Help with spelling tests(15 Posts)
DS is in Year 1 and overall is doing fine. He has weekly spelling tests of 10 words with common letter combinations, sh, th, ee etc. He started out fine on these, getting 8 - 10 of them right. The last couple of weeks this has fallen and I'm trying to understand why and how I could help him learn spellings more easily.
I've sat down with him and the list and asked him which letters are in all of the words and then asked him to sound them out. We then go through the words, jumbling them up and asking him to write them out on a piece of paper. He was having trouble with 'th'words so for the ones he was having difficulty with he wrote the letters on individual pieces of paper and had to put them up on the wall in the right order. I kept the sessions short, did a little each night and tried to make it fun with lots of praise for getting it right. I thought he would probably get one /two wrong but remember most of them. He got two right. Repeated the next week, keeping it short etc. When I sit next to him and 'test' him he gets the majority right, however at the test he got two right.
I'm wondering if there is anything else I can try, I am going to ask his teacher if he is getting distracted (he is a bit of a dreamer) or if she has any suggestions.
I'm now trying letters on the floor and he has to jump from one to another when I shout out the word. If he gets it wrong and jumps on the wrong letter he falls into the pit below and ends up in the belly of the Almighty Za'Lag from Star Wars Return of the Jedi. Does anyone have any ideas?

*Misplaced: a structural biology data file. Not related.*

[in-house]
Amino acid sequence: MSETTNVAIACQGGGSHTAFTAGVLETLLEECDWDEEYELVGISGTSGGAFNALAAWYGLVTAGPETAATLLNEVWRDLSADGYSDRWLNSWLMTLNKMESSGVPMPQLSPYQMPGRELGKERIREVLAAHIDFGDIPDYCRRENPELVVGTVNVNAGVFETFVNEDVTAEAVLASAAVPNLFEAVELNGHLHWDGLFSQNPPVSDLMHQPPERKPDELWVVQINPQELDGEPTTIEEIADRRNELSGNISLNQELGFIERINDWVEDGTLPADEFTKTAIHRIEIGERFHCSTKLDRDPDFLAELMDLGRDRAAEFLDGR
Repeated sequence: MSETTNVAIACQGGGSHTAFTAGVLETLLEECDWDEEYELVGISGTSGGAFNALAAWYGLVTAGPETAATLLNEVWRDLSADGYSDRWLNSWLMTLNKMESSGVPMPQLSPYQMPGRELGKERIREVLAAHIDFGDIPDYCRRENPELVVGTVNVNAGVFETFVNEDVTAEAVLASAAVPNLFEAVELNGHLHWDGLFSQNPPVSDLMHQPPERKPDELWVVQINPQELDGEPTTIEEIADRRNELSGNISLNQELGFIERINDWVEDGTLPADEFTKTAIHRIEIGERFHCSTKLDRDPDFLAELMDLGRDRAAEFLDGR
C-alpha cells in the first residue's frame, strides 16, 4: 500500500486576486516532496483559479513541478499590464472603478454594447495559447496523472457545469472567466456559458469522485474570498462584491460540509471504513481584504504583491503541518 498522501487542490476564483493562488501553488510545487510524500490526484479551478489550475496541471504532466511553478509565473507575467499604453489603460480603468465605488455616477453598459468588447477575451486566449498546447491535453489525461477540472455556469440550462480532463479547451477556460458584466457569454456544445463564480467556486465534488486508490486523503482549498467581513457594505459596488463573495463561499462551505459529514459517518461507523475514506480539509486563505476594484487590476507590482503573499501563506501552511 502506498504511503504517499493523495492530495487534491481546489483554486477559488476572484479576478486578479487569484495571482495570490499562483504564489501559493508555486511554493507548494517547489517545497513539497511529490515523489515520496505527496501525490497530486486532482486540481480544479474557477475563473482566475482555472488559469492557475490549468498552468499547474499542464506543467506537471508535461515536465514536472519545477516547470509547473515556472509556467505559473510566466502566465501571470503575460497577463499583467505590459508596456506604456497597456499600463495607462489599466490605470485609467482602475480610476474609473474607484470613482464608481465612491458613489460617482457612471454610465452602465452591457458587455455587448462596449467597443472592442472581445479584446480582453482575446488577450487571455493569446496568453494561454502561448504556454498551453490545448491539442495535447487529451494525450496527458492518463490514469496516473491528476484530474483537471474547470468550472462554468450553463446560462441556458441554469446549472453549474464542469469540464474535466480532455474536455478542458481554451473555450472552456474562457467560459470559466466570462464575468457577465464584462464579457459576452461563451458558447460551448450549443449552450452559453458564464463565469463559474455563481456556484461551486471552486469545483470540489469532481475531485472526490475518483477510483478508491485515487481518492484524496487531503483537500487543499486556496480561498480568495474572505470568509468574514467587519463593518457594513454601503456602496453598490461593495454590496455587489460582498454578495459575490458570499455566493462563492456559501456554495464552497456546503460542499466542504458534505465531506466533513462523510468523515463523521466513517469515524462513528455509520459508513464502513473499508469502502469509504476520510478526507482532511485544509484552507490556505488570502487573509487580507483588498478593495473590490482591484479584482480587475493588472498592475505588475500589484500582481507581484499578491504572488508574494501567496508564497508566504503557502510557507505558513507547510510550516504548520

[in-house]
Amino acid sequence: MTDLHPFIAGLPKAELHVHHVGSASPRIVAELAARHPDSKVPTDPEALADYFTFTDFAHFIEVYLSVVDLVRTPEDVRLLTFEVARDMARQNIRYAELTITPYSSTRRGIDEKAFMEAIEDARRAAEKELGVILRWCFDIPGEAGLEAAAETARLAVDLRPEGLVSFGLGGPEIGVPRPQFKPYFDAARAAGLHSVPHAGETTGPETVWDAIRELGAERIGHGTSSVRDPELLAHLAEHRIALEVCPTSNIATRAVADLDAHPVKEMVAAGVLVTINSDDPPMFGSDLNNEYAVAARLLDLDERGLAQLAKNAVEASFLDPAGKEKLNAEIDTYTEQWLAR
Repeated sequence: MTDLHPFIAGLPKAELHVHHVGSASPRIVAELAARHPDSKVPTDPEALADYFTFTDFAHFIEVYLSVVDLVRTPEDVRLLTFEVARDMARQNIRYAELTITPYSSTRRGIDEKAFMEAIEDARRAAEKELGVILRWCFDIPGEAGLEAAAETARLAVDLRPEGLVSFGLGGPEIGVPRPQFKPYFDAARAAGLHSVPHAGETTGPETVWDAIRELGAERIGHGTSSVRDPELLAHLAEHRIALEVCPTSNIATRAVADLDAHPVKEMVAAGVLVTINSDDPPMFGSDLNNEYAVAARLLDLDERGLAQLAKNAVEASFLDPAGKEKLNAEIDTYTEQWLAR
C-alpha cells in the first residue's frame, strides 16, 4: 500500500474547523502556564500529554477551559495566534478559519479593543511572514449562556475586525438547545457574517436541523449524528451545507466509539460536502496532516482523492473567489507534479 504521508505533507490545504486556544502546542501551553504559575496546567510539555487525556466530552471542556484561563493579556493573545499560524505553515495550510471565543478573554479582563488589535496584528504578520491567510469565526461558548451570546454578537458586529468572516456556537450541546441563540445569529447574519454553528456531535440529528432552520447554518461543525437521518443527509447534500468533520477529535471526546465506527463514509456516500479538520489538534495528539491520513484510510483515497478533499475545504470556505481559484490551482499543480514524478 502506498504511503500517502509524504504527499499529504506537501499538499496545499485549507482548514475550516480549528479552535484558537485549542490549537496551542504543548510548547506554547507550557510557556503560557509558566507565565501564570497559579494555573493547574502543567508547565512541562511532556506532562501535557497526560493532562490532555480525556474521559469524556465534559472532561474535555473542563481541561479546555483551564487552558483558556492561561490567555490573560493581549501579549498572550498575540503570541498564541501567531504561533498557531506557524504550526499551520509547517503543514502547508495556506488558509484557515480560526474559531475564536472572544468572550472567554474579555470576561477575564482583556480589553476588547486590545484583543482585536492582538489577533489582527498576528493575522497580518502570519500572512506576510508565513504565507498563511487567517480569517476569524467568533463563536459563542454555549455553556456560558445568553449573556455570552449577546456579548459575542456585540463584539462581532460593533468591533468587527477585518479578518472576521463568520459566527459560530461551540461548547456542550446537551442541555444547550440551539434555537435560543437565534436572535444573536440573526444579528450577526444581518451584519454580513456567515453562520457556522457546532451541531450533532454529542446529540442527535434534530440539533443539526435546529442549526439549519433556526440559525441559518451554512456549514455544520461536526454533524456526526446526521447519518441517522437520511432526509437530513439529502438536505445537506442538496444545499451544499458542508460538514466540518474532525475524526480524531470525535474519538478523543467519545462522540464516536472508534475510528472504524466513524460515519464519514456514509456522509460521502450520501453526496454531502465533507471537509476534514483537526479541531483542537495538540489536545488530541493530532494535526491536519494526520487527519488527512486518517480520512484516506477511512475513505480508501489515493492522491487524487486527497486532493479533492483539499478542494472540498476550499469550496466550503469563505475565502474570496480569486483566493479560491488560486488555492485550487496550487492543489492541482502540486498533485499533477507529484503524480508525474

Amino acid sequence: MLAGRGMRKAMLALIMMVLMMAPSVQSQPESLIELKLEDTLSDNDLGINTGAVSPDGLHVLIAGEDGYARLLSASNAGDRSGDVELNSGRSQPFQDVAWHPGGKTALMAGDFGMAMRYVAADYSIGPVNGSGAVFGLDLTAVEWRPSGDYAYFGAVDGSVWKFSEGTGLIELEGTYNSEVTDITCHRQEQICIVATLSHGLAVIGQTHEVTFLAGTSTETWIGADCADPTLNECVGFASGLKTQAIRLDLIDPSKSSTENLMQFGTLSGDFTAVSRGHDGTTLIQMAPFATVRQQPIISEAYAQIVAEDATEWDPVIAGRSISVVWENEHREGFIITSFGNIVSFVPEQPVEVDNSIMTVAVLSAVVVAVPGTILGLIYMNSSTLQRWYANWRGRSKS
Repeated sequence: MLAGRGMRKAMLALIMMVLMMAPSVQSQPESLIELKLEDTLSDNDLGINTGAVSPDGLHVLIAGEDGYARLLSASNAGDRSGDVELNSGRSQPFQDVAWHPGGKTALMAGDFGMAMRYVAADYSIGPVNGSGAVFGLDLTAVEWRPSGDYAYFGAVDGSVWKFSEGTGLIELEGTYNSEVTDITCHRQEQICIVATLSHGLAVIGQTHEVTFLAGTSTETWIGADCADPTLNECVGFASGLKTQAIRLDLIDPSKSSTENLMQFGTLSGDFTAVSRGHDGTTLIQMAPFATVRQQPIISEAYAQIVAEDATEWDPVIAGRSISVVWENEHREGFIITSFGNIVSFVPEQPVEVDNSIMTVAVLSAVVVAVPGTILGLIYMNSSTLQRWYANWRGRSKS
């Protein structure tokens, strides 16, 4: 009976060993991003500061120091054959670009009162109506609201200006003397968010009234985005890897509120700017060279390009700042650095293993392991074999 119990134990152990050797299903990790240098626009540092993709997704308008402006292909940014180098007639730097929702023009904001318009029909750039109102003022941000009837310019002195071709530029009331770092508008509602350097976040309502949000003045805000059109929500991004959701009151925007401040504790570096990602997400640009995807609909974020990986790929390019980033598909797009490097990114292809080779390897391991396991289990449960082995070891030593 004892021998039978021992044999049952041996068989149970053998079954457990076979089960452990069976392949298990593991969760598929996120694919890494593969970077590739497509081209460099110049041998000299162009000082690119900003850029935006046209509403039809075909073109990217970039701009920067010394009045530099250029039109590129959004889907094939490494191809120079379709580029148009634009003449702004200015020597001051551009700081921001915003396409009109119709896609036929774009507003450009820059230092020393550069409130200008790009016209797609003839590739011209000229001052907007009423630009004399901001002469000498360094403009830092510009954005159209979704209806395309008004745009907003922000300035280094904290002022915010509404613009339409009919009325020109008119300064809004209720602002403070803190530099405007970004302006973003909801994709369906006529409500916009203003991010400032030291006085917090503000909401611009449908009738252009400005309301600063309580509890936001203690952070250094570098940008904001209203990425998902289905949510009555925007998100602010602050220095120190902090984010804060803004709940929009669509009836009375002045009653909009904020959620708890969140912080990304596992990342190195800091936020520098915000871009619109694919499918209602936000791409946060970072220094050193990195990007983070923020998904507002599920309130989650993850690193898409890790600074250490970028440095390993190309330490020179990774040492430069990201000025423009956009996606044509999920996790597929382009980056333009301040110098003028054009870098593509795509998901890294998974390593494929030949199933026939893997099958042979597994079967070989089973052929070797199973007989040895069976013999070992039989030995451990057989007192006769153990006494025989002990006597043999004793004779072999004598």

How about you saying the word, then asking him to tell you what sounds there are in the word, then getting him to spell each sound, in the same order in which they come in the word? When he has written the word, get him to sound it out and blend it to check that he has all the 'sounds' in and all in the right order.
Initially you could get him to write a line for each sound and write each sound on its line. This helps to check that they are all there...
Whatever you do, don't expect him to memorise a string of letters; always work with 'sounds' and their spellings. This should make far more sense to him than just memorising letters with no idea of their function in the written word.
If he doesn't know how to spell discrete sounds he will need more practice in just spelling them individually.
Oh, forgot to say, get him to say the sounds as he writes them, it helps with developing automatic recall of the sound spellings.
Thanks maizieD, the sounding out and checking that all the sounds are there is a great idea.
You can start from the other end
write the word for him and get him to chop it up into the sounds then he can see any unfamiliar ways of writing the sounds in the word (which is the tricky part for him to remember) then put it back together sound by sound before writing it from memory.
mrz, thanks, I think that will help as it was the 'th' sound and 'ng' sound he was tripping over on the last ones. He was getting 'w, v or f' instead of 'th'. When you say put it back together sound by sound, do you mean DS sounding them out loud?